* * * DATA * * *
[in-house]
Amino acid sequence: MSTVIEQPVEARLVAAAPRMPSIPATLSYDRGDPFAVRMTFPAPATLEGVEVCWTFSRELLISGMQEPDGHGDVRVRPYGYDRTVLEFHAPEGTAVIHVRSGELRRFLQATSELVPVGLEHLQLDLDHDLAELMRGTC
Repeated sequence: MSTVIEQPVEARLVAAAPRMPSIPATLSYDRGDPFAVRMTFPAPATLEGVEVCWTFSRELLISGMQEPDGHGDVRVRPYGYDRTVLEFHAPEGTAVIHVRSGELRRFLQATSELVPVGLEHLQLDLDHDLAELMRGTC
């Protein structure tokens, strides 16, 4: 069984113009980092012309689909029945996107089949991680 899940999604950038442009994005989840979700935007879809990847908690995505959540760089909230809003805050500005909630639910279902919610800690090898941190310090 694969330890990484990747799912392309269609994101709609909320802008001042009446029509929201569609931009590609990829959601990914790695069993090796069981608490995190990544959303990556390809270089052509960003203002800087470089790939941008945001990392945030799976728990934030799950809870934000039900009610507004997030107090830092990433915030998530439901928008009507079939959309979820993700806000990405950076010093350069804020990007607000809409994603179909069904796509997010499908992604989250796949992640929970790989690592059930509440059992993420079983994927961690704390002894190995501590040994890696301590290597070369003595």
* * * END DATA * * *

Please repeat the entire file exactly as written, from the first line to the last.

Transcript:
[in-house]
Amino acid sequence: MSTVIEQPVEARLVAAAPRMPSIPATLSYDRGDPFAVRMTFPAPATLEGVEVCWTFSRELLISGMQEPDGHGDVRVRPYGYDRTVLEFHAPEGTAVIHVRSGELRRFLQATSELVPVGLEHLQLDLDHDLAELMRGTC
Repeated sequence: MSTVIEQPVEARLVAAAPRMPSIPATLSYDRGDPFAVRMTFPAPATLEGVEVCWTFSRELLISGMQEPDGHGDVRVRPYGYDRTVLEFHAPEGTAVIHVRSGELRRFLQATSELVPVGLEHLQLDLDHDLAELMRGTC
């Protein structure tokens, strides 16, 4: 069984113009980092012309689909029945996107089949991680 899940999604950038442009994005989840979700935007879809990847908690995505959540760089909230809003805050500005909630639910279902919610800690090898941190310090 694969330890990484990747799912392309269609994101709609909320802008001042009446029509929201569609931009590609990829959601990914790695069993090796069981608490995190990544959303990556390809270089052509960003203002800087470089790939941008945001990392945030799976728990934030799950809870934000039900009610507004997030107090830092990433915030998530439901928008009507079939959309979820993700806000990405950076010093350069804020990007607000809409994603179909069904796509997010499908992604989250796949992640929970790989690592059930509440059992993420079983994927961690704390002894190995501590040994890696301590290597070369003595």